Country Living Series

Wednesday, August 21, 2013

Treasure hunt

If there's one thing chickens love to do, it's to find a dark and quiet little hidey-hole to lay their eggs.

Some people get around this tendency by keeping chickens locked in their coop until noon or so, to force the hens to lay in their laying boxes. Not us. We release the birds at dawn and let the chips (eggs?) fall where they may.

So it's always a treasure hunt to find the eggs, especially in a barn full of hay bales. And let me tell you, chickens love hay bales.


Hay bales are like chicken condos.



So it's no surprise that a lot of eggs end up hidden in the barn. The other day, for example, I noticed suspicious activity in this surprisingly narrow (four inches or so) crack.


I mean, we're talking narrow. Getting in would be a breeze, but backing out? It must ruffle their feathers backwards the whole way.


Regardless, this was clearly a favored laying spot.


I didn't realize just how favored until I started pulling out the eggs. Twenty-three. Impressive.


To the annoyance of this hen, I collected them all except for one, which I left behind as a "nest egg" to encourage the hens to keep using that spot.


It didn't work. Now they're laying somewhere else. Another treasure hunt in the making, tally ho!

5 comments:

  1. Your story reminds me of what we used to do. With the high price of feed we finally gave up and fenced them in to a lot around the coop. I miss having them run free but we started loosing them to predators as they wouldn't come in at night. So now we just go to the nest box and get the eggs and we don't have an easter egg hunt every day.

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  2. Just a word of warning about chickens and cattle. A few years ago I had a small egg business. Kept about 50-60 birds in my barn that I also used for my first calves. I was transforming over to cattle. One of the calves got out and headed directly to the chicken waterer. Before I could get the calf back in it had drank some from the chicken water. Within 3 days the calf was dead. The Vet said it was Salmonella Scours. I lost my 500 lb bull calf that was going to be my herd sire. Needless to say I don't keep chickens anywhere near my cattle or hay. Just be careful feeding hay with chicken poop. Especially young calves at weaning. They are stressed enough.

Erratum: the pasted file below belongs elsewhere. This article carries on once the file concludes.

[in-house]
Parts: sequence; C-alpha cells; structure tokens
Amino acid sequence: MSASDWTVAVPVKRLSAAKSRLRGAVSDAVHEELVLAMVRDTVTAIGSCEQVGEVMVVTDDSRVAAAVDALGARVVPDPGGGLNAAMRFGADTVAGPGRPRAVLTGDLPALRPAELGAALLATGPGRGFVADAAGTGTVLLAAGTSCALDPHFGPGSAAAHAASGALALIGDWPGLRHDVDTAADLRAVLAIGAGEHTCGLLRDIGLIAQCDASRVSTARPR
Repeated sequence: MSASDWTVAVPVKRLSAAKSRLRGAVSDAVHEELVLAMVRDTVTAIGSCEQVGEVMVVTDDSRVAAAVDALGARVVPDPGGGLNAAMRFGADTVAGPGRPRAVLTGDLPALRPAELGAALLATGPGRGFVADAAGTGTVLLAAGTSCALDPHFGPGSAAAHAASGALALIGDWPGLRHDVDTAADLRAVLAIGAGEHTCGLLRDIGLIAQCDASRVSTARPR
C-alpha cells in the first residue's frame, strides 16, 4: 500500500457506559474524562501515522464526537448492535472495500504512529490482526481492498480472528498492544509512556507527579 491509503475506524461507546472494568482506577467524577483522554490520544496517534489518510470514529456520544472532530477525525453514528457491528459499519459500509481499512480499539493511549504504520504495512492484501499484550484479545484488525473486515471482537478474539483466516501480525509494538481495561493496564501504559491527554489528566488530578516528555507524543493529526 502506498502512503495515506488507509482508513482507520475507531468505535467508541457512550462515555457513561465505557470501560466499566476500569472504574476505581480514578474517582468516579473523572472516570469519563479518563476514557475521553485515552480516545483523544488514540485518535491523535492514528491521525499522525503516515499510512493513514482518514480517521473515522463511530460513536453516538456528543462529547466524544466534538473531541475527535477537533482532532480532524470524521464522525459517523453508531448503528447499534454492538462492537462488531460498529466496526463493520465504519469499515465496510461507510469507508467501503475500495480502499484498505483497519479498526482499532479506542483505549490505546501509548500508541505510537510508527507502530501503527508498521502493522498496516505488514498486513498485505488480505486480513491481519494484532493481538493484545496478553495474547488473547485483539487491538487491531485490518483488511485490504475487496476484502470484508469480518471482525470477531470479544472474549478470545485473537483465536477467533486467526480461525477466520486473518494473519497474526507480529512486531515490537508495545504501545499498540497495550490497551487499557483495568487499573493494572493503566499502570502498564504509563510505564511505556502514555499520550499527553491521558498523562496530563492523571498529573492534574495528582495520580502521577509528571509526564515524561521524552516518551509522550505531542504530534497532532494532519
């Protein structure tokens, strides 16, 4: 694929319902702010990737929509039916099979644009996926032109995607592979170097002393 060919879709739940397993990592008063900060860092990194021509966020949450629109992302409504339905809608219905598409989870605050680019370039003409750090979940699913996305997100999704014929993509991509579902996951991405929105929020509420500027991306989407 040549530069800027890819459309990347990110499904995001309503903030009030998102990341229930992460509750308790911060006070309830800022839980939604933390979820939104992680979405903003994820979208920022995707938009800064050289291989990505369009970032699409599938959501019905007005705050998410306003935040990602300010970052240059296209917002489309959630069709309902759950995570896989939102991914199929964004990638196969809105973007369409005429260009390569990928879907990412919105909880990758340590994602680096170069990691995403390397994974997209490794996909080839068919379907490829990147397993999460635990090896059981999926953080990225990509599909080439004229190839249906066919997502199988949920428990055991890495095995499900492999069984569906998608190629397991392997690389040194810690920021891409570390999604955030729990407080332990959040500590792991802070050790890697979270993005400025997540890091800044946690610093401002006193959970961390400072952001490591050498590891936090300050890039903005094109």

Idaho Bill

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  3. That is one of my fondest memories growing up. My great aunt allowed her chickens to run everywhere. We would climb to the very top of the hay bales & find chicken eggs in the strangest places. That's probably one of the biggest reasons I wanted chickens once I got my mini-farm.

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  4. I only have three hens left (more on the way next year?) and two ALWAYS lay them together in the nest box. The other one will be walking along, squat and take off to wherever. I've found eggs between rocks, in the wheel barrow, in the barn and under the deck! You must have laughing to yourself when you found all those eggs!

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  5. We also enjoy the hunt - sometimes they choose the nest box, more often the hay barn, sometimes little hidey holes in the woods. It's like Easter morning every day!

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